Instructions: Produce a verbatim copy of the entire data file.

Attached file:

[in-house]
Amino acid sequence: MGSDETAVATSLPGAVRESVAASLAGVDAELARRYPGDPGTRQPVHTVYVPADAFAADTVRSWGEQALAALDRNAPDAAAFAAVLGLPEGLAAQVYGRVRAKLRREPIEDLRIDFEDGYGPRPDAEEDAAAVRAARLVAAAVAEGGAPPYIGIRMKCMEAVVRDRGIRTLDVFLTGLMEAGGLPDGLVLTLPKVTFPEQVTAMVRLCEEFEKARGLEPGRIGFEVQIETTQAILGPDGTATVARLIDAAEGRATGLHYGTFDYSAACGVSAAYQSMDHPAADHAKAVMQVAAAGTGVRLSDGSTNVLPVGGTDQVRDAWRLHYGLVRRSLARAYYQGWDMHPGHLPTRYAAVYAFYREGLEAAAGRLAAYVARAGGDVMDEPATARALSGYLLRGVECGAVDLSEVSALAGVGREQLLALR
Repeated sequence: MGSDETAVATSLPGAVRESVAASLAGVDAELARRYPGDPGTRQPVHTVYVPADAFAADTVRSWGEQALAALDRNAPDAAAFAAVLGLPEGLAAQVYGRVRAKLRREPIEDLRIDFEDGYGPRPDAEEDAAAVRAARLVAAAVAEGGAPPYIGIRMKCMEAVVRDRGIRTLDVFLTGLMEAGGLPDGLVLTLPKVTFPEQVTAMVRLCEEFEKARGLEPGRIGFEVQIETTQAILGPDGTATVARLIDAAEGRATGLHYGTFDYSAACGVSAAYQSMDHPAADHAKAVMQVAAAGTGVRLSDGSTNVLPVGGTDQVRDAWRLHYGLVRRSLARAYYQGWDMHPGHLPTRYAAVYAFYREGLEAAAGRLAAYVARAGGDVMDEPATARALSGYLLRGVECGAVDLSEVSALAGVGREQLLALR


[in-house]
Amino acid sequence: MGSDETAVATSLPGAVRESVAASLAGVDAELARRYPGDPGTRQPVHTVYVPADAFAADTVRSWGEQALAALDRNAPDAAAFAAVLGLPEGLAAQVYGRVRAKLRREPIEDLRIDFEDGYGPRPDAEEDAAAVRAARLVAAAVAEGGAPPYIGIRMKCMEAVVRDRGIRTLDVFLTGLMEAGGLPDGLVLTLPKVTFPEQVTAMVRLCEEFEKARGLEPGRIGFEVQIETTQAILGPDGTATVARLIDAAEGRATGLHYGTFDYSAACGVSAAYQSMDHPAADHAKAVMQVAAAGTGVRLSDGSTNVLPVGGTDQVRDAWRLHYGLVRRSLARAYYQGWDMHPGHLPTRYAAVYAFYREGLEAAAGRLAAYVARAGGDVMDEPATARALSGYLLRGVECGAVDLSEVSALAGVGREQLLALR
Repeated sequence: MGSDETAVATSLPGAVRESVAASLAGVDAELARRYPGDPGTRQPVHTVYVPADAFAADTVRSWGEQALAALDRNAPDAAAFAAVLGLPEGLAAQVYGRVRAKLRREPIEDLRIDFEDGYGPRPDAEEDAAAVRAARLVAAAVAEGGAPPYIGIRMKCMEAVVRDRGIRTLDVFLTGLMEAGGLPDGLVLTLPKVTFPEQVTAMVRLCEEFEKARGLEPGRIGFEVQIETTQAILGPDGTATVARLIDAAEGRATGLHYGTFDYSAACGVSAAYQSMDHPAADHAKAVMQVAAAGTGVRLSDGSTNVLPVGGTDQVRDAWRLHYGLVRRSLARAYYQGWDMHPGHLPTRYAAVYAFYREGLEAAAGRLAAYVARAGGDVMDEPATARALSGYLLRGVECGAVDLSEVSALAGVGREQLLALR